March 19, 2019
While some may be in opposition of mobile payment company Square's reapplication to get a bank license, the commotion doesn't seem to be as significant as it has been for prior applications by other non-bank institutions. Could this mean that the banking industry is embracing technology and FinTechs?
Square's reapplication to get into banking has been met with softer opposition compared to other institutions who've attempted the same feat in the past.
Payments company Square is again applying for an ILC license after unsuccessful attempts in the past. But unlike when other institutions attempted the same endeavor, Square doesn't seem to be facing the same level of backlash and dispute.
Some community banks are still against the Industrial Loan Companies (ILC) charter, as they view it as a means for non-banks to sneak into the traditional banking sphere. As such, there is still some objection to another attempt on the part of Square to break into the banking realm.
More specifically, 37 community groups — led by the California Reinvestment Coalition — are requesting that the Federal Deposit Insurance Corp. (FDIC) reject Square’s application to become an industrial loan company. The letter submitted describes how the group is concerned about the mobile payment company's business loans and how it plans to adhere to the Community Reinvestment Act.
But most of the comment letters to the FDIC regarding Square's additional application are actually in favor of this undertaking. This is a completely different situation when other large non-bank institutions, such as Walmart and Home Depot, faced much greater opposition over their ILC bids before the financial crisis hit, prompting the companies to withdraw their applications.
These days, the line between FinTechs and traditional banking institutions is becoming increasingly blurred. And as such, there may be a real possibility that Square's bid will be approved. If a successful bid is realized, the new unit, "Square Financial Services," would use the ILC through its Square Capital division to offer a greater array of deposit accounts and loans for small businesses.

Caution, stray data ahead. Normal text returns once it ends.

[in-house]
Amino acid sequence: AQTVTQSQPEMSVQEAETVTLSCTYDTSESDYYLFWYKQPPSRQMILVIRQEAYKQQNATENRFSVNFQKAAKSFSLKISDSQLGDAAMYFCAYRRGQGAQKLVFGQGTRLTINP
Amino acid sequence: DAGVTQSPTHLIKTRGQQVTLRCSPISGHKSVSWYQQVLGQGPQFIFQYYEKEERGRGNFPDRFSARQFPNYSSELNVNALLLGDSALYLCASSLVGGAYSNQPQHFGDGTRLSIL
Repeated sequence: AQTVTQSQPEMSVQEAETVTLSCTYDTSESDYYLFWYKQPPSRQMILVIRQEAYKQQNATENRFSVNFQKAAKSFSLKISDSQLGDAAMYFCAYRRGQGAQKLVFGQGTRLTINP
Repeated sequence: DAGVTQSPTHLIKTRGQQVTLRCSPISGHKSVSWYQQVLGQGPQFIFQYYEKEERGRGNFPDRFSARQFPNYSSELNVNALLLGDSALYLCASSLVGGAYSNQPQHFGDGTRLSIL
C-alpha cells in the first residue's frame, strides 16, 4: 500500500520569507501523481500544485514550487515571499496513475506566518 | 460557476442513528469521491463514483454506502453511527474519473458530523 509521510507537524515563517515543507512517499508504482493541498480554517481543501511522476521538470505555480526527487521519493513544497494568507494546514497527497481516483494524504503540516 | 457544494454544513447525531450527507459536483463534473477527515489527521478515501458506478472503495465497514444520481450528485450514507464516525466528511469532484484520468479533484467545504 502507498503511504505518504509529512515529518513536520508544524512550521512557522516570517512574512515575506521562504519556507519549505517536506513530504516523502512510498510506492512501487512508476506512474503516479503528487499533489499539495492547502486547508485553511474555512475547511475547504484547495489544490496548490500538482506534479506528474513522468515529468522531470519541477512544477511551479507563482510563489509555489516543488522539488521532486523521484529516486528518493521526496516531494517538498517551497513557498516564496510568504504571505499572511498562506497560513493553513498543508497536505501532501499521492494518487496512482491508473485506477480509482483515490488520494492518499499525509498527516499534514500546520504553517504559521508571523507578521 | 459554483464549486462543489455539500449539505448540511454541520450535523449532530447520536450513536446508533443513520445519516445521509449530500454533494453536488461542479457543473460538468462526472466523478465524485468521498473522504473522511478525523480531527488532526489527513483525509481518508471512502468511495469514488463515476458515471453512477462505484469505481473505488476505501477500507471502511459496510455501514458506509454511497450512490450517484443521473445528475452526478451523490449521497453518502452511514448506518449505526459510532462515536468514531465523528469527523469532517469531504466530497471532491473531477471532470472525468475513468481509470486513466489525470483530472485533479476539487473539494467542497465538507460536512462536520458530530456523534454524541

But not only that, such a license issuance would mark the first new ILC to pass in several years and the first FinTech firm to obtain a federal banking charter since the expansion of digital FinTech companies started broadening their market share.
Other non-bank institutions like Walmart have been unsuccessful in the past with their ILC bids.
Bank chartering has entered a new realm these days. FinTech firms have clearly communicated the fact that they're in the industry to legitimately serve as banking agencies. And it seems as though they're increasingly being taken seriously when it comes to this if the large support of Square's application is any indication.
What's interesting is that the FDIC has been encouraging banks to adopt and embrace changes in financial technology. While banks may have actually been previously discouraged from embracing technology, the tides have turned, and a shift has taken shape.
One way to encourage innovation would be to work with tech companies to improve service, processing, and efficiency at banking institutions, while another would be through the industrial loan company charter supervised by the FDIC.
With traditional banks already experiencing stiff competition from non-bank FinTechs, adopting technology makes sense. A recent report from The Wall Street Journal found that 1,700 bank branches closed its doors over the 12 months ending in June 2017, largely as a result of consumers moving their money to digital banking platforms.
Regardless of how individual banks and credit unions decide to approach the adoption of technology into the way they do business, it's important for lenders in every sphere of the financial sector to be proactive in handling the purchase and sale of their loans. Having an experienced advisor in your corner like Garnet Capital is critical for continued success.
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